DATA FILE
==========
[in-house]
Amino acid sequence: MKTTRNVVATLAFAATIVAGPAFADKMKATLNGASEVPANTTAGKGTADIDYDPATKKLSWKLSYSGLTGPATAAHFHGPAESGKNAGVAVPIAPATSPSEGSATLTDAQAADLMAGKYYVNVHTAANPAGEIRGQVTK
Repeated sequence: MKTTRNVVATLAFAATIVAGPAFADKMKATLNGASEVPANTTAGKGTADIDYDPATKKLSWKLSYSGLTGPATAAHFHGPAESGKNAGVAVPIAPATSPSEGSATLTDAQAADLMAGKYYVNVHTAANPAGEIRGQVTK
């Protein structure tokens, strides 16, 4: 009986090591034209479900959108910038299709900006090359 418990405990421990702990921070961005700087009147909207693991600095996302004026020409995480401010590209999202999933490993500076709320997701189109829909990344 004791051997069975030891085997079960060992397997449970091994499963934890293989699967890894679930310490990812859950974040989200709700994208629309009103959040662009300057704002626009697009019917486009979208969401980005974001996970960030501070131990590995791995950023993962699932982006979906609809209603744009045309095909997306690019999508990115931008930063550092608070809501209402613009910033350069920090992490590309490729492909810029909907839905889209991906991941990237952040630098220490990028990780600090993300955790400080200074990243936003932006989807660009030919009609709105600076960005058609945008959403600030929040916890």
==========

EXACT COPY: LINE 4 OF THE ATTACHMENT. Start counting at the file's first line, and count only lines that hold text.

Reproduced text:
């Protein structure tokens, strides 16, 4: 009986090591034209479900959108910038299709900006090359 418990405990421990702990921070961005700087009147909207693991600095996302004026020409995480401010590209999202999933490993500076709320997701189109829909990344 004791051997069975030891085997079960060992397997449970091994499963934890293989699967890894679930310490990812859950974040989200709700994208629309009103959040662009300057704002626009697009019917486009979208969401980005974001996970960030501070131990590995791995950023993962699932982006979906609809209603744009045309095909997306690019999508990115931008930063550092608070809501209402613009910033350069920090992490590309490729492909810029909907839905889209991906991941990237952040630098220490990028990780600090993300955790400080200074990243936003932006989807660009030919009609709105600076960005058609945008959403600030929040916890």